Is it time to have an open-book policy with your staff?
The numbers driving our businesses are often seen as precious jewels kept under lock and key – but you could be better off sharing them with staff.
One of the common problems business owners have when they employ staff is that staff simply don’t get why the business owner can’t just pay them more, buy the latest equipment or can’t upgrade the store.
If your staff are only seeing money coming into the business, it’s a valid question.
That’s why more small business owners are running an open-book policy, where staff can look at the company’s books to see the money coming in and all the money leaving the business.
It’s a common frustration.
Earlier this year hospitality veteran Christine Green told The Pulse that one of her common frustrations is that staff simply can’t see the pressure on a business owner’s shoulders.
“I’ve run many restaurants in my time. I’ve had so many staff who saw money go into the till and assumed that the money was all mine to spend,” she said.
“They had no concept or idea that I was up until 3am dealing with bills – and that’s where I see a lot of the burnout occurring.”
“They don’t see the rent being paid. I got to the point where with all my staff I put in a training system where I would explain to them that nothing in this restaurant is free.”
She even described a situation where not recognising costs led to staff wasting sugar.
“I had one girl on waitstaff who, at the end of the day, would start throwing out unopened salt and sugar packets. She just assumed that we replaced everything fresh every day. I was just stunned at that,” Green said.
Getting staff to take note that any business needs to pay for stuff (which can be lost if you’re the one taking customers’ money) is one thing. When this mind shift happens, it can help staff be more effective for your business.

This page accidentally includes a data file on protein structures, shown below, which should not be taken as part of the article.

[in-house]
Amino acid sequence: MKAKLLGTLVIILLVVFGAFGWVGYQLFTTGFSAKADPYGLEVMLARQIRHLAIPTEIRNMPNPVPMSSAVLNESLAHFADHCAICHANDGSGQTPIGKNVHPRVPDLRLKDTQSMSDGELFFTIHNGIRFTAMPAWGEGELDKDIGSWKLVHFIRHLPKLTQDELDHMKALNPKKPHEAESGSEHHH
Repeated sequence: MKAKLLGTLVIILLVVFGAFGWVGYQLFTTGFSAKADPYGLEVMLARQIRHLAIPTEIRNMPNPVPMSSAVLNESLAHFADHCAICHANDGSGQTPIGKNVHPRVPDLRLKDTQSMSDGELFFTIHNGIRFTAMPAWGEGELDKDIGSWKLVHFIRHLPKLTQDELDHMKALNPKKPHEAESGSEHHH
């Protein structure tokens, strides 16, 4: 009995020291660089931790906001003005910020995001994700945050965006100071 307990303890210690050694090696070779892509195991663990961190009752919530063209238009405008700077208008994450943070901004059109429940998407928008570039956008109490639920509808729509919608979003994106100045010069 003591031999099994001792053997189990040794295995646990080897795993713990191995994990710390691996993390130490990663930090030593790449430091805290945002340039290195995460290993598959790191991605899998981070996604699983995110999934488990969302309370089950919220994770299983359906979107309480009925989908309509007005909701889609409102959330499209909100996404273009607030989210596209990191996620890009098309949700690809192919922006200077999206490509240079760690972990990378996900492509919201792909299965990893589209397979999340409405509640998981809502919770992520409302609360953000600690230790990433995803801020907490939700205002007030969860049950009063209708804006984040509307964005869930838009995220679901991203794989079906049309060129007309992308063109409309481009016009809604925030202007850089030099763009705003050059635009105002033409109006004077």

Beyond taking home a pay cheque, sometimes employees can’t connect the dots between what they do every day and the business’s ongoing health.
To continue operating, paying staff and providing products or services for the customers, businesses need to make more money than they spend – and staff can play a key role in that.
One way to link staff to the overall business is to link their KPIs to overall business success. This shows them how their day-to-day roles put a stamp on the business.
This way, staff can understand what the business needs to do and what they need to do to help the business succeed (and continue to pay them).
It’s an approach adopted by Mary Randles when she opened Madame Rouge in Brisbane.
She previously told The Pulse that her mentor, Phil Di Bella, advised her to open her books to staff.
“What it has done in my case, and I’m sure it’s the reason to do it across the board, is that it’s made everybody really excited. They’re really keen about seeing their costs, and seeing if they can keep them under the KPIs or the budget we’ve set in terms of wages, food cost, rent and so on,” said Randles.
“It’s a good exercise because if one week they see they’re falling back against KPIs, then there’s a big surge between the guys to come up with ideas to perform better to get the end-of-week targets.”
If your books aren’t open to staff, then setting a KPI can be confusing.
They may know that they’re there to sell things but exactly why they’re being asked to increase sales by 15 percent month on month isn’t clear.
To achieve maximum buy-in from staff, they need to know why what they do is important.
Boosting an emotional attachment
Employees can tend to show up for work, do their job and collect their pay cheque. That’s valid, but business owners know the best employees are those who feel like the owner and staff are in it together.
They’re the ones who come up with the best ideas to drive your business forward instead of simply thinking it’s not their place to say anything.
Business insight from an employee can be priceless for an employer.
That’s because they’re right at the coalface. They’re the ones your customers interact with first and they deal with those customers’ frustrations.
These staff are a goldmine of information – but getting this information from them can be difficult if they’re unengaged.
If you’ve shown, by opening your books, that you trust your staff and you think they can gain a broader picture, they’re more likely to return the favour.
By linking what they do to the business objectives, they can feel part of the business rather than working for it.